HKQ Kids

Teaching Disability Sensitivity

It’s likely that your child has someone with a disability in their life, whether it’s a classmate or a relative. Some disabilities are visually apparent, while some may be less noticeable, but your child will almost certainly have questions either way. Their curiosity is only natural, but parents sometimes struggle with how to answer these questions and explain disabilities to their children. Regardless of how anyone looks, talks, moves, or thinks, we all just want to be respected and understood; these tips can help prepare you for any questions your child may have about people with disabilities.

First and foremost, it’s important that your child understands the language they should use when referring to someone with a disability. Name-calling or jokes at the person’s expense are obviously never appropriate. Putting yourself in another person’s shoes can always be a useful exercise in teaching empathy early on in a child’s life.

On that note, even words and phrases that aren’t intended as insults can be hurtful, e.g. saying that there’s something “wrong” with a person, or that they’re “sick.” Some people are disabled from birth, while other disabilities arise from accidents. It’s never the person’s fault or something that they chose, and it is something that is out of their control. Explain that a disability is not something that your child can “catch” like a cold, and that they shouldn’t worry about being around people with disabilities.

If your child sees or meets someone with a disability and has questions, a simple and concise explanation is the best course of action. The less complex and emotional the explanation, the more likely your children will understand the disability and what it entails. Try to avoid negative language in your explanations. While it may be true that a person can’t walk, it’s just as easy to say that a wheelchair or cane helps a person move.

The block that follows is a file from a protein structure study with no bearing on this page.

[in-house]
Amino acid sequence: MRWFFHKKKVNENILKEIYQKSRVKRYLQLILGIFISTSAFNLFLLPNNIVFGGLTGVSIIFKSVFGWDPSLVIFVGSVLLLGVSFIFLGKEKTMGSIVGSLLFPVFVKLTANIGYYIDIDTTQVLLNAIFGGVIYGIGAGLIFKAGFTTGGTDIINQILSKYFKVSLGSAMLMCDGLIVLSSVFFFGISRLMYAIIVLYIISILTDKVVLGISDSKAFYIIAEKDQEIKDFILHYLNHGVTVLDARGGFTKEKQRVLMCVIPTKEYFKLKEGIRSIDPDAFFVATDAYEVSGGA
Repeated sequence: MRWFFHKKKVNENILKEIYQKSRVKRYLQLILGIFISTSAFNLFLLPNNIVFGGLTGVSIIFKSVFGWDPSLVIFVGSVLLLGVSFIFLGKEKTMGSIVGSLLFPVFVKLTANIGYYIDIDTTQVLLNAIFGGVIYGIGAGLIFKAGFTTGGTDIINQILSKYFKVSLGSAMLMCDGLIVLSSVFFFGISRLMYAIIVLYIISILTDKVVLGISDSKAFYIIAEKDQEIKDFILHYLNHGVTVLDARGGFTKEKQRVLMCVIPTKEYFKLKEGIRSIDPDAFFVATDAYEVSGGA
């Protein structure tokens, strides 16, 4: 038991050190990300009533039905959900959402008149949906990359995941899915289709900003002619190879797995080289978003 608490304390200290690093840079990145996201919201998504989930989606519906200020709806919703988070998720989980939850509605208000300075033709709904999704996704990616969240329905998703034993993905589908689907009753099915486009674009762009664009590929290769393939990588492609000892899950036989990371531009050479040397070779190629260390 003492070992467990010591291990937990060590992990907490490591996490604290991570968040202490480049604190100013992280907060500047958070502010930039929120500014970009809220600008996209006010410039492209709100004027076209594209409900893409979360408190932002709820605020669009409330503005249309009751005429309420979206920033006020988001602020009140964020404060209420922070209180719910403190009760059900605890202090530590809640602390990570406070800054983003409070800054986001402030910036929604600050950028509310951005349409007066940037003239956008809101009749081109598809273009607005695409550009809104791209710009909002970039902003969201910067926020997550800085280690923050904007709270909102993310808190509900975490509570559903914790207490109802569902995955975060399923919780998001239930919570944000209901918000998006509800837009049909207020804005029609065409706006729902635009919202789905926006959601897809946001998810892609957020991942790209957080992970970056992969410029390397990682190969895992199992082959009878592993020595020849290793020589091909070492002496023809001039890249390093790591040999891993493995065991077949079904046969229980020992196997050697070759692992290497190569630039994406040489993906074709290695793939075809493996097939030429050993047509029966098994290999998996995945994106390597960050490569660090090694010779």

Emphasize that while there may be differences between your child and a classmate with a disability, they likely still have more in common than not. Not every person with a disability devotes all their time and concern to their condition; they have their own friends, families, hobbies, and aspirations, just like your child.

Make sure your child understands that any devices that help a person, like wheelchairs, hearing aids, etc. are not toys or things that can be “tried out” or touched without permission. Ensure that your child respects the space of people with disabilities. In the case of people accompanied by service dogs, explain that the dog’s job is to help somebody, and that they shouldn’t be distracted or kept from doing their job.

There are plenty of resources available that are specifically designed to teach children about disabilities. Plenty of YouTube videos or Sesame Street episodes feature and discuss the topic of living with a disability. If you’re having trouble finding the right words on your own, consider showing your child a relevant clip or episode that might help answer their questions.

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